Many Attend Defend CNY Rally

New coalition of community organizations formed in response to current economic crisis

A crowd of about 200 people, brought together by a new community organization, issued a call Monday, April 4, for economic justice and a renewed commitment to civil rights. Invoking the name and legacy of the Rev. Dr. Martin Luther King Jr., the group filled the auditorium in a school named for the civil rights leader, on the 43rd anniversary of his assassination.

CNY-Defense, a coalition of community organizations, students, teachers and labor unions that formed in March in response to the nation’s economic and political climate, organized the rally. Maureen Curtin, an English professor at SUNY Oswego and a leading member of CNY-Defense, said the group held its first protest in March to show solidarity with protesters in Wisconsin. Curtin says the organization calls for support of collective bargaining, investment in education, enforcement of living wages and limits to corporate power and influence in the political process.

“We see what we’re doing as part of a larger national movement to challenge what we see as class warfare,” Curtin said.

At Monday’s event, sign wielding parents, teachers, students and community members protested against education cuts and the disparity of wealth in the United States. They also enjoyed performances by the MLK Elementary School Gospel Choir as well as local poets, Jasmine Price and Jackie Warren-Moore. Presenters including, the Rev. Kevin Agee, of the Hopps Memorial C.M.E Church, and Helen Hudson, founder of Mothers Against Gun Violence, spoke to the legacy of Dr. King and lamented that after 43 years, his call for economic justice remains unanswered.

Agee’s voice rattled with passion and fury as he read from King’s 1963 “I Have a Dream Speech.” “So we have come to cash this check — a check that will give us upon demand the riches of freedom and the security of justice,” Agee said, quoting King.

“Some 43 years after Dr. King’s assassination, what a travesty it is to say that check is still marked insufficient funds.”

The April 4 event, though a commemoration of Dr. King’s life and work, was also the coalition’s direct response to the passage of the New York State Budget that will cut $1.2 billion in education funding and the proposal to cut 500 education jobs in the Syracuse City School District.

“The idea that education cuts could get in the way of any of these kids going to college should wrack all of us,” said David Van Arsdale, a sociology professor at Onondaga Community College and the event’s emcee, following a three-song performance by the MLK Gospel Choir.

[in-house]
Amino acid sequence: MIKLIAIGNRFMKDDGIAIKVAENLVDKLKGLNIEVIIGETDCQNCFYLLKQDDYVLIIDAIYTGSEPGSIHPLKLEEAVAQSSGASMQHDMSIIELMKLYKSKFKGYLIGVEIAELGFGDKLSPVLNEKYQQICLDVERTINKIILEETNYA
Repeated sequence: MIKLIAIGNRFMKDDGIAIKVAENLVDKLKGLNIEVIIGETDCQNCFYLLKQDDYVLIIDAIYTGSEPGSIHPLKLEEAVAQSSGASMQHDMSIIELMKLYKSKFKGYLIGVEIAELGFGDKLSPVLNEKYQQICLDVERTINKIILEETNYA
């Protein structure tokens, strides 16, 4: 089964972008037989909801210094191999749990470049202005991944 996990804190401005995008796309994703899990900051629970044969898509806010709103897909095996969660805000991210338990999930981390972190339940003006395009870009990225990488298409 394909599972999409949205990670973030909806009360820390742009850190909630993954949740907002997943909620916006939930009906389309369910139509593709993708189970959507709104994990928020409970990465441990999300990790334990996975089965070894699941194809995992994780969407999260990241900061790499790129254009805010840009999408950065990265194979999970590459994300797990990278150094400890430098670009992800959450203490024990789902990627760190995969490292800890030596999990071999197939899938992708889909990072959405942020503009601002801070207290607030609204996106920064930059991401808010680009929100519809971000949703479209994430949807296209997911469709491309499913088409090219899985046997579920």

At the back of the auditorium, flanked by two home-made protest signs, sat Barbara Kirkpatrick, legislative vice president of New York State’s National Organization for Women. She invited attendees to sign pre-printed letters to Senator Valesky and Assemblyman Roberts.

“One of the things we want to accomplish is to convince some of the guys that voted for this budget that it wasn’t a smart idea,” Kirkpatrick said. “And convince them that they will suffer politically.”

Diana Brown, a Syracuse resident with a grandson that attends Dr. King School, signed the petitions.

“I hope they find a better way than what they’re doing,” Brown said. “Kids are running wild in the streets and now they’re cutting everything.”

Helen Hudson says she hopes the event will educate young people and inspire older people out of complacency. “Dr. King lost his life fighting for workers’ rights. And we’re in the 21st century, fighting for the same issues,” Hudson said. “A lot of things were gained, but we’ve lost them. And now we’re fighting to bring them back.”

Curtin and Van Arsdale say their hope is that the rally will build solidarity among disparate organizations and propel individuals to be more active in the political process.

“One of the most important elements of a demonstration like this is to build multinational unity of students, workers and the unemployed,” said Derek Ford, an editor for the Liberation News, a member of the CNY-Defense coalition. He says the group uses events like this as an organizational tool in the hope that guests will transform from “lazy participants to fighters.”

Curtin says the group hopes to invite more voices to “speak up and speak out.” She says those interested should attend the CNY-Defense follow-up organization meeting, which will be held at 3 p.m. April 10 at the Plymouth Congregational United Church of Christ, 232 E. Onondaga St.